Hire from the inside out
December 12, 2007
From: Brian Speck, Aspen
Re: Police chief search
This past week (Dec. 5) The Aspen Times headline read: “Search for police chief is unclear ” City Manager contemplates whether to search nationally for a new police chief or hire from within.” This local (me,) an Aspen High School Graduate, shouts, “hire a certain percentage from within Aspen and the Roaring Fork Valley!” Hiring from outside (nationally) has been the method of choice, it appears. One would have to ask “are there not enough qualified people in the valley who can fill these positions? The myth is there is not. I believe there are plenty of existing residents who when given the opportunity would do a stellar job. These positions can be filled without adding more traffic and requiring housing for more people.
Recently key city (and I am sure the same is in the county) positions in the community have been filled nationally: global warming specialist, public relations director, just to name a few (note: nothing personal to the talented individuals taking the posts). Other jobs in the community, say for example, at the Aspen Valley Hospital, may be clear illustrations of failed hiring practices where long time employees were let go, and then other new people are hired not long after to do the same thing the first qualified people were doing.
I am suggesting we urge our city and community members to use a balanced hand in hiring practices. Hire locally! City jobs specifically could use a ratio of 50 percent of the positions filled by individuals already living in the community for five to 10 years, or some reasonable ratio. This could be paramount to the educational “degree” which often does not prepare for specific real life interactions. New individuals in the mix are valuable for their fresh ideas and skills.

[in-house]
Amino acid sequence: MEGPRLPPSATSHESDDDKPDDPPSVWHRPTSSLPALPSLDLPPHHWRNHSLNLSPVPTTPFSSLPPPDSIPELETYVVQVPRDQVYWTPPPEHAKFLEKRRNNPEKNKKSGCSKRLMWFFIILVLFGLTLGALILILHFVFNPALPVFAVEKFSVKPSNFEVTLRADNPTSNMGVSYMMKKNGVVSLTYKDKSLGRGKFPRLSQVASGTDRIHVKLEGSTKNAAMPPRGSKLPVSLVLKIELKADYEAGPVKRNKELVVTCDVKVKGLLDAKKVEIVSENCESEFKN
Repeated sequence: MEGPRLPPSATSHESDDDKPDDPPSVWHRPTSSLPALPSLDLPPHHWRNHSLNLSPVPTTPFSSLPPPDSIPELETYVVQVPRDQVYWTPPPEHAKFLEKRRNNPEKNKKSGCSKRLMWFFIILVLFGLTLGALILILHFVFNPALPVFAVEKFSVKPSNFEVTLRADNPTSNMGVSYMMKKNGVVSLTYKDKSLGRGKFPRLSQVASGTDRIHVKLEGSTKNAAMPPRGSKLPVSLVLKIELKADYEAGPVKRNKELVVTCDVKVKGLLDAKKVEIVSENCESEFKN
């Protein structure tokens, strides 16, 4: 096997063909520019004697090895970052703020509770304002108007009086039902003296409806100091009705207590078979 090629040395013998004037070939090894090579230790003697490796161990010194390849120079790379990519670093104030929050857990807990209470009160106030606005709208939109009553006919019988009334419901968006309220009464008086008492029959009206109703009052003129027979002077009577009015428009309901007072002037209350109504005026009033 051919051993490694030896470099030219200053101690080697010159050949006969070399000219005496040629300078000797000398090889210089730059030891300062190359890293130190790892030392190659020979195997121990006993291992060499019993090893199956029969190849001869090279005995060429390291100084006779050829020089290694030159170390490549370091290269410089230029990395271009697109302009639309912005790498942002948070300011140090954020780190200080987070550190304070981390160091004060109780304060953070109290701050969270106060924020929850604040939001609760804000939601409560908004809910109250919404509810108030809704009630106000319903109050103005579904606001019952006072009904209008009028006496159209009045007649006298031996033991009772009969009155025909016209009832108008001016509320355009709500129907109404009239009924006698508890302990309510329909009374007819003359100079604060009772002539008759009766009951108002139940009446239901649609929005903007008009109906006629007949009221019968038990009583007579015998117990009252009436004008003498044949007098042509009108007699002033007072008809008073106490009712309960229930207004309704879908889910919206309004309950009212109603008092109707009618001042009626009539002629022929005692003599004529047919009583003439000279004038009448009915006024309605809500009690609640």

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I would bet that statistics show a large percentage of those hired nationally arrive enthusiastically to Aspen only to be discouraged by the high cost of housing. Not to mention the training and education time to bring people up to speed ” then they depart. There are certain jobs, which are OK to have high turnover and others, which require a longer-term viewpoint and some understanding of what Aspen represents.
A good example are the city positions dealing with difficult codes and the community. Not knowing the community well, the events that got us here, and the physical town leaves a large learning curve. Over the years I have observed many of the same jobs posting on two year cycles for the city ” why can we not maintain the individuals and a question would be were they invested in Aspen?
One benefit is the existing population requires no new housing, and already is here, and will not be adding another car to the roads. It almost seems that we give more value to our historic buildings than to preserving individuals who have passion to be here for more than just a job that was available. But more importantly it provides certain solidity and character rather than chaotic instability.